Our Auckland and Greater Auckland stores are currently on Alert Level 3 from Sunday 28 February - Saturday 06 March. You can continue to order online with home delivery and Click and Collect at all stores throughout New Zealand. Stores outside Auckland will be open as usual with safe social distancing advised.
The Politics of Mourning - pr_33

The Politics of Mourning

Death and Honor in Arlington National Cemetery

Hardback

$80.80

Or 4 payments of $20.20 with

delivery message Free delivery for orders over $49.99

Add to Wish List
Delivered in 10 - 14 days
Available for Click and Collect
Arlington National Cemetery is America's most sacred shrine, a destination for four million visitors who each year tour its grounds and honor those buried there. For many, Arlington's symbolic importance places it beyond politics. Yet as Micki McElya shows, no site in the United States plays a more political role in shaping national identity. Arlington commemorates sacrifices made in the nation's wars and armed conflicts. Yet it has always been a place of struggle over the boundaries of citizenship and the meaning of honor and love of country. A plantation built by slave labor overlooking Washington, D.C., Arlington was occupied by Union forces early in the Civil War. A portion was designated a federal cemetery in 1864. A camp for the formerly enslaved, Freedman's Village, had already been established there in 1863, and remained for three decades. The cemetery was seen primarily as a memorial to the white Civil War dead until its most famous monument was erected in 1921: the Tomb of the Unknown Soldier, symbolizing universal military sacrifice through the interment of a single World War I Unknown. As a century of wars abroad secured Arlington's centrality in the American imagination and more Unknowns joined the first at the tomb, inclusion within its gates became a prerequisite for broader claims to national belonging. In revealing how Arlington encompasses the most inspiring and the most shameful aspects of American history, McElya enriches the story of this landscape, demonstrating that remembering the past and reckoning with it must go hand in hand.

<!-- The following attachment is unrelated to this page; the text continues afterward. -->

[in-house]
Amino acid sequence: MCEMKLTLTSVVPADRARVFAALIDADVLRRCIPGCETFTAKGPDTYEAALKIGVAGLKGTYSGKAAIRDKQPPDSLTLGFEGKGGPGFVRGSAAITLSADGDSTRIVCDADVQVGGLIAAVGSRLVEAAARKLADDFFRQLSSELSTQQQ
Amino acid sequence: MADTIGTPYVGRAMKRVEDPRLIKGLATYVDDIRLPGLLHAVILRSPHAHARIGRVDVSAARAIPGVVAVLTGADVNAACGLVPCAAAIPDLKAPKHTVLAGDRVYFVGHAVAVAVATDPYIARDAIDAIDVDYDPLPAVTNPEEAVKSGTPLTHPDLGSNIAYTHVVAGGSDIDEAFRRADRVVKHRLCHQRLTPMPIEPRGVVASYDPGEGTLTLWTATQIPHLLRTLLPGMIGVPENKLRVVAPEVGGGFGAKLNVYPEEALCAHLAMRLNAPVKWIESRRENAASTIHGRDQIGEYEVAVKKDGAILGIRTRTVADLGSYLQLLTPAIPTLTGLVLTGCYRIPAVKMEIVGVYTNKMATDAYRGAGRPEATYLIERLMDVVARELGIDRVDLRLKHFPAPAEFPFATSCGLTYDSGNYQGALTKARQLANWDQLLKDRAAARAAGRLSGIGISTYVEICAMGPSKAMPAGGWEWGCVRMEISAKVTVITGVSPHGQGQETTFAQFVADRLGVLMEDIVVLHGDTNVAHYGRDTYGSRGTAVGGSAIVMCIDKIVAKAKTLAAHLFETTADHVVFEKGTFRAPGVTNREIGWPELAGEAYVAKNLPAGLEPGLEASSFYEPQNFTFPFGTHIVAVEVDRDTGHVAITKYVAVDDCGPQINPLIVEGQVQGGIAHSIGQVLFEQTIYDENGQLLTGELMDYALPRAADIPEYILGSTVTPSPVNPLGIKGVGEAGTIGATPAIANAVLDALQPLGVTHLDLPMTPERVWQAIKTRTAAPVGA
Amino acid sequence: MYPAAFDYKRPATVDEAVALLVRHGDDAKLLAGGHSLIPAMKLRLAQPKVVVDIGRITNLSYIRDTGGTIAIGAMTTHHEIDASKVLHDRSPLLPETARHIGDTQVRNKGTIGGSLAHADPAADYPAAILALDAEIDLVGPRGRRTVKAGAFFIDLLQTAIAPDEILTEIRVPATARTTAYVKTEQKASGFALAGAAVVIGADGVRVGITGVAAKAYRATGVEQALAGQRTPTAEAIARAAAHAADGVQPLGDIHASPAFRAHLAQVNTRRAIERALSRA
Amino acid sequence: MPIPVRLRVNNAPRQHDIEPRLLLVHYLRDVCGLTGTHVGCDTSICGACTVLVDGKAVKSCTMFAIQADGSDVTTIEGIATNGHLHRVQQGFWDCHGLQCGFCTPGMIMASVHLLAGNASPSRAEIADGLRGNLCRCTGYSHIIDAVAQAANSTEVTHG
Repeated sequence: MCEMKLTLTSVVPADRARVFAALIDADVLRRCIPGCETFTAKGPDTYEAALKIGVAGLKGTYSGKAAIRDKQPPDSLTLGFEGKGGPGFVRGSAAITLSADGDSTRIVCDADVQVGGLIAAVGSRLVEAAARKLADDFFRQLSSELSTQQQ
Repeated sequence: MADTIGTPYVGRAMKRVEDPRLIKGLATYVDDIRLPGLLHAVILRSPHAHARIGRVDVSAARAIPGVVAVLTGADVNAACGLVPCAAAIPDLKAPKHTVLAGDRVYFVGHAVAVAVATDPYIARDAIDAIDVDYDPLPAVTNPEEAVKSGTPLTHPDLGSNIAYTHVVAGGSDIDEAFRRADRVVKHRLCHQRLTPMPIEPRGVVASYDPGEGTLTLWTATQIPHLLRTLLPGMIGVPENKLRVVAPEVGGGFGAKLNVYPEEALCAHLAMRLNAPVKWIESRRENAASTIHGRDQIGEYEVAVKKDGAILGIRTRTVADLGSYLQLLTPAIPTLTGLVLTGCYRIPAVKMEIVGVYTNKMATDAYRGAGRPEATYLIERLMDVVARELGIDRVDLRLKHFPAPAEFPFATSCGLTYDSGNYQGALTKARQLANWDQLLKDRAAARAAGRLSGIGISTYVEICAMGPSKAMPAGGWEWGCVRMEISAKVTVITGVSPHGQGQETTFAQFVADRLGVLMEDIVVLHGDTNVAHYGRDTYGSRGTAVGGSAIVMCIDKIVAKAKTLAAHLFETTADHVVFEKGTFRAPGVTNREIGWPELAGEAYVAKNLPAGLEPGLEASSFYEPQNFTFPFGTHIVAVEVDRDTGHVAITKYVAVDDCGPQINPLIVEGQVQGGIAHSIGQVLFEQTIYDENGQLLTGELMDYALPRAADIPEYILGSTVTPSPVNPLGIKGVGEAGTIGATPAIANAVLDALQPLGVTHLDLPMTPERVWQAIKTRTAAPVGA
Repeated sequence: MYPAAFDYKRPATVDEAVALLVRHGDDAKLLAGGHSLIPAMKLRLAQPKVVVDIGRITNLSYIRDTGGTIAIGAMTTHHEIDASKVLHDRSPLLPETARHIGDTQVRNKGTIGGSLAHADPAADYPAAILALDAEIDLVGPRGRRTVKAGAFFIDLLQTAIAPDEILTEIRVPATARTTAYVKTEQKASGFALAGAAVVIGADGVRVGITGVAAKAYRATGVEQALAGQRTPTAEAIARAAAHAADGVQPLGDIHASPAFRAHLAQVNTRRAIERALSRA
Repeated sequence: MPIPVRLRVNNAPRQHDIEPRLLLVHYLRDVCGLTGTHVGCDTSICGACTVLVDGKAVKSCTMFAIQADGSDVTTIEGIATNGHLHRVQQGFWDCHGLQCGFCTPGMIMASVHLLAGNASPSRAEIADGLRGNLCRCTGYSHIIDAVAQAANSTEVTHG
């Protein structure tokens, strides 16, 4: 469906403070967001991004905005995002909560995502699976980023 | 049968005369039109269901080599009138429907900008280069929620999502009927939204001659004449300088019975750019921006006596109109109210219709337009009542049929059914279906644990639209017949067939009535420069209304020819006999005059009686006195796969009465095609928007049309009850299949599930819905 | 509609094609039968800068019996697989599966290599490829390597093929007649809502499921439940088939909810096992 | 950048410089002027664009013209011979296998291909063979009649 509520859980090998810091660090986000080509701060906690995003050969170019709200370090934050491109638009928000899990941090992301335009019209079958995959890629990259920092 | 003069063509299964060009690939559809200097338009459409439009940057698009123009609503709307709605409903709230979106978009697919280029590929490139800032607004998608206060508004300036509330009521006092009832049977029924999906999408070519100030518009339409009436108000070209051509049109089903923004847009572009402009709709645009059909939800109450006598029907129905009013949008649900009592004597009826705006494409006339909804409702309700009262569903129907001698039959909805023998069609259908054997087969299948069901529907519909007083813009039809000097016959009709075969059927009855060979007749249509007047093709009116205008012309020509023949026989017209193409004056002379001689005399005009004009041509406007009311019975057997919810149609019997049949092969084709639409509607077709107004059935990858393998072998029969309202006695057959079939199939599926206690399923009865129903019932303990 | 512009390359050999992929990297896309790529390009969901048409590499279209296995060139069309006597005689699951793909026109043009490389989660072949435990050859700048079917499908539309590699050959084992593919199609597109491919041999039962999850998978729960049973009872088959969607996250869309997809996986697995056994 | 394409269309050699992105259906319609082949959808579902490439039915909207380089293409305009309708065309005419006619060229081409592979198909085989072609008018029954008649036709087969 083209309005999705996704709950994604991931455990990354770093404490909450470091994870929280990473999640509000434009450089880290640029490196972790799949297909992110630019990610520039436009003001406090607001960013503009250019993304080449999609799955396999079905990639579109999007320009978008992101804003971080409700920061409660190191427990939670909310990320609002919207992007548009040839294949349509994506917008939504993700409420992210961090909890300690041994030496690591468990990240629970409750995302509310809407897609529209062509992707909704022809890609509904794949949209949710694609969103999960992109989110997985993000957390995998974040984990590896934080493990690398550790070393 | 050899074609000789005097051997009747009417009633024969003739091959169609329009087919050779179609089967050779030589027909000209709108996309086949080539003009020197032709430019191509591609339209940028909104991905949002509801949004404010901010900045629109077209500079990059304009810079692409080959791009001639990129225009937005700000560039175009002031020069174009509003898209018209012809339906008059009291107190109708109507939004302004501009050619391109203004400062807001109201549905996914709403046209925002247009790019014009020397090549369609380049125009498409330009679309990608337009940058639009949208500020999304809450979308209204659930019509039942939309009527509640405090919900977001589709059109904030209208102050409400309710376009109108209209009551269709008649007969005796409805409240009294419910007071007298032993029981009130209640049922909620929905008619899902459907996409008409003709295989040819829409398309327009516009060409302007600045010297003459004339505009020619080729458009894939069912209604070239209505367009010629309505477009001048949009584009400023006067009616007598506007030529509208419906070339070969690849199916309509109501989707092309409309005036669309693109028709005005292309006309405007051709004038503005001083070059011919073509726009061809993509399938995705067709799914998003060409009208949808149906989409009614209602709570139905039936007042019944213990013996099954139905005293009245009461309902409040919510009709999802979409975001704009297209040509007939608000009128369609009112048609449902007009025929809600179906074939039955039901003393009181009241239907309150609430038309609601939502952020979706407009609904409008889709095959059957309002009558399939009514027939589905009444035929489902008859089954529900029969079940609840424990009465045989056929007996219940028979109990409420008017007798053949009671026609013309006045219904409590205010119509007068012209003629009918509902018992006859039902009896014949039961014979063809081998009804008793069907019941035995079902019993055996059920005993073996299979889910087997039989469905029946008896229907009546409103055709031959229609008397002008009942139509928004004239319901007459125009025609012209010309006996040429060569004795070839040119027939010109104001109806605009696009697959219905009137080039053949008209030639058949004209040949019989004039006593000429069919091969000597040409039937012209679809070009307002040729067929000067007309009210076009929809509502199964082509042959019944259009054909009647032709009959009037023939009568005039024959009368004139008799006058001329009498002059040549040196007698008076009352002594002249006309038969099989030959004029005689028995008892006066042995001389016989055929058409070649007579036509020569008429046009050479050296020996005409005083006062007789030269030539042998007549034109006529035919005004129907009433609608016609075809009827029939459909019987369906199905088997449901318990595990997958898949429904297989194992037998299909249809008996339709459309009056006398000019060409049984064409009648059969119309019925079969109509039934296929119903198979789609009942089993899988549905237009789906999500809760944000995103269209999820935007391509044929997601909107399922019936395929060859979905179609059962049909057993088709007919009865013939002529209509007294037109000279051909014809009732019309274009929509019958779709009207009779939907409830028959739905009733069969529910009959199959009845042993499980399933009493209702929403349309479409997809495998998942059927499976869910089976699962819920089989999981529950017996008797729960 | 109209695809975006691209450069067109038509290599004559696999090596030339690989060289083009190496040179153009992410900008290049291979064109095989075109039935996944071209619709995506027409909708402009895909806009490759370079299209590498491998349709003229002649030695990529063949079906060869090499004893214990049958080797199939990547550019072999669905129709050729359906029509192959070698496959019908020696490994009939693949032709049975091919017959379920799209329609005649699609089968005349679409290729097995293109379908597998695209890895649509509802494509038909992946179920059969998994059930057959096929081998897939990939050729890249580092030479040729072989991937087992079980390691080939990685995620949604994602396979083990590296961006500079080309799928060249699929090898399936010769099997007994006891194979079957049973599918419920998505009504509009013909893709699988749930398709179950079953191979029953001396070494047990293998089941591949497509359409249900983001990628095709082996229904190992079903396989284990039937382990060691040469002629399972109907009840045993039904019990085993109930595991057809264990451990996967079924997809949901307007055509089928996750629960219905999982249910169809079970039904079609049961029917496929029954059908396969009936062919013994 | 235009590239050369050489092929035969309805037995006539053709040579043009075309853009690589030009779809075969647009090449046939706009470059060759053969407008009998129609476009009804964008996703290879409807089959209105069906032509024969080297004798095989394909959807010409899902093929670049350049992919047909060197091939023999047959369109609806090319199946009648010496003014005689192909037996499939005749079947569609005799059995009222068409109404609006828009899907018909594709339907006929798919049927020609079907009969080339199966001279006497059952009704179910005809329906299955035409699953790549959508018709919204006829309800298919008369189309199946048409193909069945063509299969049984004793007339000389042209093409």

Product code: 9780674737242

ISBN 9780674737242
Dimensions (HxWxD in mm) H235xW156
Publisher Harvard University Press
No. Of Pages 416
On Sale Date 18/07/2016
Arlington National Cemetery is America's most sacred shrine, a destination for four million visitors who each year tour its grounds and honor those buried there. For many, Arlington's symbolic importance places it beyond politics. Yet as Micki McElya shows, no site in the United States plays a more political role in shaping national identity.